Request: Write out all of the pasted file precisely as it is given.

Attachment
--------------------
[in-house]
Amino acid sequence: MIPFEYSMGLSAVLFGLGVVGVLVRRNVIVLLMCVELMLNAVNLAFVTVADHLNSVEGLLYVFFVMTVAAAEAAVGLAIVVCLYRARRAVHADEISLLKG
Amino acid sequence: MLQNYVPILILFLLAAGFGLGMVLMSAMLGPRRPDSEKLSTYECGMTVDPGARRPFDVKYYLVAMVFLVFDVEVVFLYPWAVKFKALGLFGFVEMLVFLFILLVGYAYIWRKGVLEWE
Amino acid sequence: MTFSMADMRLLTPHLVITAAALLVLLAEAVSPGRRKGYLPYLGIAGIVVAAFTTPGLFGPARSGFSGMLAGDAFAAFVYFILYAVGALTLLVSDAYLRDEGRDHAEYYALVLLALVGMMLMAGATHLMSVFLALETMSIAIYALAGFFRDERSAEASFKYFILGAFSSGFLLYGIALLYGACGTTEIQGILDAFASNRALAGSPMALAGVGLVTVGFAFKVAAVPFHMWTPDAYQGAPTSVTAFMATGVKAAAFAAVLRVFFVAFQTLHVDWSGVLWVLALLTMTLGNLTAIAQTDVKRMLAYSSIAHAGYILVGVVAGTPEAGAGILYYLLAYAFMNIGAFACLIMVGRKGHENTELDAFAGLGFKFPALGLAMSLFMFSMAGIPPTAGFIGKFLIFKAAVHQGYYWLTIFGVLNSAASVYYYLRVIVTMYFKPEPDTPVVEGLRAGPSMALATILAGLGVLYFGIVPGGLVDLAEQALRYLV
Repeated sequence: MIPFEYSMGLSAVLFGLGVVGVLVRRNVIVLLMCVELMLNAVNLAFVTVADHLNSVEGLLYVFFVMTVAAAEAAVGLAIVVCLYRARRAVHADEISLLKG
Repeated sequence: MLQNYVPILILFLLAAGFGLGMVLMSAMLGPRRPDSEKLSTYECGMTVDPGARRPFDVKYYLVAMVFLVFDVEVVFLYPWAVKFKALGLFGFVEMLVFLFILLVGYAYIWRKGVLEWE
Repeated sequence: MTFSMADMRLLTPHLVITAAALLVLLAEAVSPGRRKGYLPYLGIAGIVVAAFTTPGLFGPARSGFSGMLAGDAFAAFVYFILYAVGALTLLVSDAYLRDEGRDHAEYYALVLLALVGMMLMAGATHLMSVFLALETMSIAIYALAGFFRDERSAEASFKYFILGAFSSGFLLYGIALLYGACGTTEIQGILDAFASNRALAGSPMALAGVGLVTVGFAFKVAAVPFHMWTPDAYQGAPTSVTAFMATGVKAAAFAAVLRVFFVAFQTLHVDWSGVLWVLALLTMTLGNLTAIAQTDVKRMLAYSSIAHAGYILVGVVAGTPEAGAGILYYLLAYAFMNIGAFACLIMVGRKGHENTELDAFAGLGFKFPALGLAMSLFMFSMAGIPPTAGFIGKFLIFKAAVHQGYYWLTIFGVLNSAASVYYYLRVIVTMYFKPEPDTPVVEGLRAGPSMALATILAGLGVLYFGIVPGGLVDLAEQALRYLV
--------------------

[in-house]
Amino acid sequence: MIPFEYSMGLSAVLFGLGVVGVLVRRNVIVLLMCVELMLNAVNLAFVTVADHLNSVEGLLYVFFVMTVAAAEAAVGLAIVVCLYRARRAVHADEISLLKG
Amino acid sequence: MLQNYVPILILFLLAAGFGLGMVLMSAMLGPRRPDSEKLSTYECGMTVDPGARRPFDVKYYLVAMVFLVFDVEVVFLYPWAVKFKALGLFGFVEMLVFLFILLVGYAYIWRKGVLEWE
Amino acid sequence: MTFSMADMRLLTPHLVITAAALLVLLAEAVSPGRRKGYLPYLGIAGIVVAAFTTPGLFGPARSGFSGMLAGDAFAAFVYFILYAVGALTLLVSDAYLRDEGRDHAEYYALVLLALVGMMLMAGATHLMSVFLALETMSIAIYALAGFFRDERSAEASFKYFILGAFSSGFLLYGIALLYGACGTTEIQGILDAFASNRALAGSPMALAGVGLVTVGFAFKVAAVPFHMWTPDAYQGAPTSVTAFMATGVKAAAFAAVLRVFFVAFQTLHVDWSGVLWVLALLTMTLGNLTAIAQTDVKRMLAYSSIAHAGYILVGVVAGTPEAGAGILYYLLAYAFMNIGAFACLIMVGRKGHENTELDAFAGLGFKFPALGLAMSLFMFSMAGIPPTAGFIGKFLIFKAAVHQGYYWLTIFGVLNSAASVYYYLRVIVTMYFKPEPDTPVVEGLRAGPSMALATILAGLGVLYFGIVPGGLVDLAEQALRYLV
Repeated sequence: MIPFEYSMGLSAVLFGLGVVGVLVRRNVIVLLMCVELMLNAVNLAFVTVADHLNSVEGLLYVFFVMTVAAAEAAVGLAIVVCLYRARRAVHADEISLLKG
Repeated sequence: MLQNYVPILILFLLAAGFGLGMVLMSAMLGPRRPDSEKLSTYECGMTVDPGARRPFDVKYYLVAMVFLVFDVEVVFLYPWAVKFKALGLFGFVEMLVFLFILLVGYAYIWRKGVLEWE
Repeated sequence: MTFSMADMRLLTPHLVITAAALLVLLAEAVSPGRRKGYLPYLGIAGIVVAAFTTPGLFGPARSGFSGMLAGDAFAAFVYFILYAVGALTLLVSDAYLRDEGRDHAEYYALVLLALVGMMLMAGATHLMSVFLALETMSIAIYALAGFFRDERSAEASFKYFILGAFSSGFLLYGIALLYGACGTTEIQGILDAFASNRALAGSPMALAGVGLVTVGFAFKVAAVPFHMWTPDAYQGAPTSVTAFMATGVKAAAFAAVLRVFFVAFQTLHVDWSGVLWVLALLTMTLGNLTAIAQTDVKRMLAYSSIAHAGYILVGVVAGTPEAGAGILYYLLAYAFMNIGAFACLIMVGRKGHENTELDAFAGLGFKFPALGLAMSLFMFSMAGIPPTAGFIGKFLIFKAAVHQGYYWLTIFGVLNSAASVYYYLRVIVTMYFKPEPDTPVVEGLRAGPSMALATILAGLGVLYFGIVPGGLVDLAEQALRYLV